Erin Servais is a book editor who can help your book be the ultimate. Contact her today about your publishing goals: www.dotanddashllc.com.

Love Letter (of Sorts) to My Chicago Manual of Style, Sixteenth Edition

 

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Every seven years, The University of Chicago Press releases a new edition of The Chicago Manual of Style. As it says on the cover, it is the essential guide for writers, editors, and publishers. When I edit a client’s book, this manual is my bible. It’s how I decide where and how to place every period, ellipsis point, italicized letter, hyphen, and en dash. My copy of the new edition came in the mail last night. I have feelings about this.

This is the third edition during my career. The fifteenth edition I only had for a few years, but the sixteenth and I were together for the full seven. That’s almost one-fifth of my lifetime. When it came out, I had only recently met the man who became my husband, and I was still in my twenties (cough). I was a different person with a different life. Now that I’ve gotten to hold the new edition and flip through its pages, I realize how worn the sixteenth had become. The binding is loose. The pages are dog-eared. The dustcover is faded. But the aging was earned. I haven’t kept exact count, but it has helped me copy edit and proofread hundreds books—even a couple of best sellers.

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To be honest, what I’m going to miss most is all of the highlighting. (That’s my cat, Gene Vincent, in the background. He was “helping” me as I took the photo. He’s “helping” me as I write this, too.)

So I thought it fitting to take some time today to memorialize my copy of sixteenth edition of The Chicago Manual of Style. My copy, in many ways, became like a family bible. My mother and grandmother would stick odds and ends in their bibles–usually papers from funeral and wedding ceremonies—bits that represented important moments in the lives of their loved ones. Mine’s not quite like that, but I do use a piece of the edging of my baby blanket as a bookmark.

This marked the page that explained how to write how tall a person is. I can never remember whether to write “feet” or “foot.”

And I found a flower I had pressed from my mother’s garden in Ohio, plucked during one of my trips home when I had planned a visit but I also, inconveniently, had a deadline.

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The sixteenth edition was also my external brain, holding all of the detailed information I wasn’t able to remember. And I see how I would use anything I had handy to underline and highlight so I could find the answer more easily next time.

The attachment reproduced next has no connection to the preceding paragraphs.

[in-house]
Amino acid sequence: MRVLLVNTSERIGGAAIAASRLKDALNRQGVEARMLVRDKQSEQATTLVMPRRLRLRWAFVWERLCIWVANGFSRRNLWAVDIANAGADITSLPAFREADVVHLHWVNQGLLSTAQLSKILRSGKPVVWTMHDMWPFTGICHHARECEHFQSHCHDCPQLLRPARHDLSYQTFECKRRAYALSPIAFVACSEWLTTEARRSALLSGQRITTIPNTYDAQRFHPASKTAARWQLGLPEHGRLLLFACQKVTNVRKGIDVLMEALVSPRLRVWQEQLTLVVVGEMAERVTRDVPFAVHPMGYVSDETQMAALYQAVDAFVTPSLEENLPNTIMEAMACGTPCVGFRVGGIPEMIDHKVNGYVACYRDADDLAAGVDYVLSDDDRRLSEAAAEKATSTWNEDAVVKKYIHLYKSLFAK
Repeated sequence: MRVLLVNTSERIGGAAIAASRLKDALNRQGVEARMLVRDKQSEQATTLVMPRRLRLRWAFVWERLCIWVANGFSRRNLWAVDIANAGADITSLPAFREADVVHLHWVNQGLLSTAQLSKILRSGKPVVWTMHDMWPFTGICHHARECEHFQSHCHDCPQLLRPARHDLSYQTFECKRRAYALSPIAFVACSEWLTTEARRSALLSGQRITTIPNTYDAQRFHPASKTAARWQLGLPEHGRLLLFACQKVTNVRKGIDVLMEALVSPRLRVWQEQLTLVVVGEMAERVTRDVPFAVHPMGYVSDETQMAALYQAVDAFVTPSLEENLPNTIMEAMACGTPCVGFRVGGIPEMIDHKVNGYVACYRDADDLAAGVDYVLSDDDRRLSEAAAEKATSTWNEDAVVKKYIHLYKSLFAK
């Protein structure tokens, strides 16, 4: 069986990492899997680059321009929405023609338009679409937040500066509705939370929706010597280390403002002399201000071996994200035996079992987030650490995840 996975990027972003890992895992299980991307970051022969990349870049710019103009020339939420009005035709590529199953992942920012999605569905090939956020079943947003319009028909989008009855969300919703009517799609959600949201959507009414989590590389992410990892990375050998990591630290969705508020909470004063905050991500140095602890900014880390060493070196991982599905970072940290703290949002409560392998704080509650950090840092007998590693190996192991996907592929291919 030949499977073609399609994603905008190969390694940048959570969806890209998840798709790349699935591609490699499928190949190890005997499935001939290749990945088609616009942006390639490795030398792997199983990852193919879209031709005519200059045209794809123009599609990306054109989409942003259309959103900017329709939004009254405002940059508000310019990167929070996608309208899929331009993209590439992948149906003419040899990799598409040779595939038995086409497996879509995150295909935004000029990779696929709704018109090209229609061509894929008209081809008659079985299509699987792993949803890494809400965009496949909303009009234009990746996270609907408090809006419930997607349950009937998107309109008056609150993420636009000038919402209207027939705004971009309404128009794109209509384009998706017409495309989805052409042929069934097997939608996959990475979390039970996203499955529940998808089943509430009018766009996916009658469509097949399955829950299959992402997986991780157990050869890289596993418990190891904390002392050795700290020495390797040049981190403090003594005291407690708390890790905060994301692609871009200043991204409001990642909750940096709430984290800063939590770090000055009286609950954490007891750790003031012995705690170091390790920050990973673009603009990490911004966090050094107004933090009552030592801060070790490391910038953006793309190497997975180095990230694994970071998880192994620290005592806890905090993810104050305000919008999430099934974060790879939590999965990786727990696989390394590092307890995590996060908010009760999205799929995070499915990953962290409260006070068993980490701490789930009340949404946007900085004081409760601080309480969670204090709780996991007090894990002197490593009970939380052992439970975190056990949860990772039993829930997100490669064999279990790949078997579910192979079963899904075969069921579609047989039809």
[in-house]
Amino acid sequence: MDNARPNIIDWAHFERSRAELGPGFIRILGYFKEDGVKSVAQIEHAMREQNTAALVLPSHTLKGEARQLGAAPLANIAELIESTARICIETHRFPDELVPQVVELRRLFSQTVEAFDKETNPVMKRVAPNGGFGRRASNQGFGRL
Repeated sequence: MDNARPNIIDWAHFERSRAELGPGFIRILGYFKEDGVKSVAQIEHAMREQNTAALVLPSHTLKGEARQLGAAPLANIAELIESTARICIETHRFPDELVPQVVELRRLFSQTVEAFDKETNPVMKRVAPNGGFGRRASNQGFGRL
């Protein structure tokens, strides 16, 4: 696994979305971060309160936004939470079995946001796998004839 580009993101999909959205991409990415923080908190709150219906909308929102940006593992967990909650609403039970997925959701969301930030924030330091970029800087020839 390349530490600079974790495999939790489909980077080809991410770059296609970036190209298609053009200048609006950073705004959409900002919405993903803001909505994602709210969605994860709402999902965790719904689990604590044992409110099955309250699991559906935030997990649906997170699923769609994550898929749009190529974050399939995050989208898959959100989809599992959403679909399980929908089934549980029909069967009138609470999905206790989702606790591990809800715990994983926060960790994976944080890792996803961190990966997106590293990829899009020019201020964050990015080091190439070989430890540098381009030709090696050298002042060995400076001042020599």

Sometimes I actually had a highlighter.

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But other times it was a humble pen I used.

This must have been a rough day. I’m a black ink gal. I imagine I would only use blue in an emergency. A quotation mark emergency this must have been then. We editors can have those.

Apologies to all of the librarians out there (including my mom), but there were times necessity called for me to bend the corners of a page, in hopes the next time I could flip right to that section without consulting the index.

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Bibliography information. What you can’t see in this photo are the faded tear stains on the pages. But a bibliography, when it is formatted correctly and, mostly importantly, finished, is a beautiful thing.

When the seventeenth came in the mail, I was surprised how emotional I was about it. The sixteenth and I had a good ride. (And the highlighting! Oh that beautiful neon ink…how I will miss you.) But I understand our time has come to an end, and I know one day, when it is properly highlighted, the seventeenth will be as good to me, as helpful, and as referential as the sixteenth was.

When the eighteenth edition comes out. I will be forty years old. I imagine my life will be different, just as it was different when the sixteenth was released. What I hope will be the same, though, is that I will be editing books that I love and helping authors reach their dreams—and inserting every missing serial comma along the way.